The attention deficit diagnoses didn't even exist prior to 1980, yet somehow, when I went to school back before 1980, it didn't seem to be needed. Now, according to a NY Times article (via Brothers Judd) 11% of all children are diagnosed with A.D.H.D. Judd feels that (and has repetitively stated over the years) it's "just a way to control boys", but he ignores the key statement in the Times article:
"... the pills can vastly improve focus and drive among those with perhaps only traces of the disorder, an A.D.H.D. diagnosis has become a popular shortcut to better grades..."In this very competitive world in which today's students exist, managing to cop an A.D.H.D diagnosis gives you a huge advantage.
And I do mean huge. During college, a friend's girlfriend's father was a pharmacist and via this connection I had the opportunity to try Ritalin a couple of times. It made the most mundane trivial facts and bits of knowledge seem fascinating; the most monotone and dull lecturer seem like a visionary putting forth pearls of enlightenment with me hanging (and remembering!!!) every word; and the most boring mental tasks like memorization and editing papers seem like The. Most. Interesting. Activities. Ever!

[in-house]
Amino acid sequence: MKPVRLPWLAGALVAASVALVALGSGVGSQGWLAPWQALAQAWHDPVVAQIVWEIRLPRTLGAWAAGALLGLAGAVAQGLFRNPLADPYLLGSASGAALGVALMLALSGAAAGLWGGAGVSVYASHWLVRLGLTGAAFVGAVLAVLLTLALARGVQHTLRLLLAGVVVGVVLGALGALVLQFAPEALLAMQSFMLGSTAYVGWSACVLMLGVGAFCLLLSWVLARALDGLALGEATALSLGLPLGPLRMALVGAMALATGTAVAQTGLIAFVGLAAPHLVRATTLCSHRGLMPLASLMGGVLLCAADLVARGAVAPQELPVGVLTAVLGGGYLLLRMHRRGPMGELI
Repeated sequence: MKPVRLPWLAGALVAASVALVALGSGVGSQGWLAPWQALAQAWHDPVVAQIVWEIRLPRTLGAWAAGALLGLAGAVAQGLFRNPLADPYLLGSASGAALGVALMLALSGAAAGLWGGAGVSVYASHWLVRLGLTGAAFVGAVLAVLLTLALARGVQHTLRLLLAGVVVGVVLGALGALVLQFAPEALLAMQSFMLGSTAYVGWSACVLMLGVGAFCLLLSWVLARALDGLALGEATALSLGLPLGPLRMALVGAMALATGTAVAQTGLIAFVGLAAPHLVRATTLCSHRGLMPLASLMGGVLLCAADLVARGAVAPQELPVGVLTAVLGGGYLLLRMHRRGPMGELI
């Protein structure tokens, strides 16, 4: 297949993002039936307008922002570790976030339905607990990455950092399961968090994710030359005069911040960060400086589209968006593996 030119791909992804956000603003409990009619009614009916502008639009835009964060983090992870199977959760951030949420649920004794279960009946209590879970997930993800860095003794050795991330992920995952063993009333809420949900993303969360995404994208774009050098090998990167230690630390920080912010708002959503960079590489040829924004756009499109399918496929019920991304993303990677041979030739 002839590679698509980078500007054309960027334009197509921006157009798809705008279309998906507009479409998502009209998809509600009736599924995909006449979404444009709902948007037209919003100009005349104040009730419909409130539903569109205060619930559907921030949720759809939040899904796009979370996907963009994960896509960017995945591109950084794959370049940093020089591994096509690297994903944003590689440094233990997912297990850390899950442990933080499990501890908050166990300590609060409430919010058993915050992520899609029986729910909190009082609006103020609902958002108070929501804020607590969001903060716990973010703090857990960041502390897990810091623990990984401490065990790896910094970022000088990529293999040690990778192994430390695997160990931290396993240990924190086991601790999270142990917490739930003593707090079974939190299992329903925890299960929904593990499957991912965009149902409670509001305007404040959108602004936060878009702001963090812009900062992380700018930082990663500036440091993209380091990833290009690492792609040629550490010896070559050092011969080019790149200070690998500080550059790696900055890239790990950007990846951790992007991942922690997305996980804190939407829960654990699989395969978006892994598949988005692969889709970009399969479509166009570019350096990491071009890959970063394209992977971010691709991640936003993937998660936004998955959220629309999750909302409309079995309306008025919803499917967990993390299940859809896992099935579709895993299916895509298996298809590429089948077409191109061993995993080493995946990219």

So it's not that this class of drugs increases attention via somehow controlling you. Instead, you focus because everything is so, so interesting! I'd be willing to bet that the vast majority of users, even those without a supposed attention deficit, do a lot better in school than they would've if they hadn't regularly taken the drugs.
The drugs aren't particularly euphoric, but they're not unpleasant either. For example, they seemed less jittery than caffeine. I'm told they're addictive, but addiction in and of itself isn't a problem. For example, the vast majority of those in western civilization are addicted to caffeine, and it's simply not a problem. Addiction is only a problem when the cost of obtaining the drug is excessively high.
There are probably other downsides to chronic use of the drugs used to treat A.D.H.D., but they seem fairly mild, and even if more significant, excelling in school and career might well be worth it anyway.
To me, the question becomes: if grades are important to the student and the parent, why shouldn't all students be allowed to get A.D.H.D. drugs if anybody's allowed to get one. Why should only some people be allowed this huge advantage? Do we really have to teach our children to fake A.D.H.D. symptoms to get ahead? Why does a doctor have the final say about what's best for us and our children?
Everybody's focus varies - that's part of being human. Perhaps being human in this day and age is a disorder for which we need to be treated.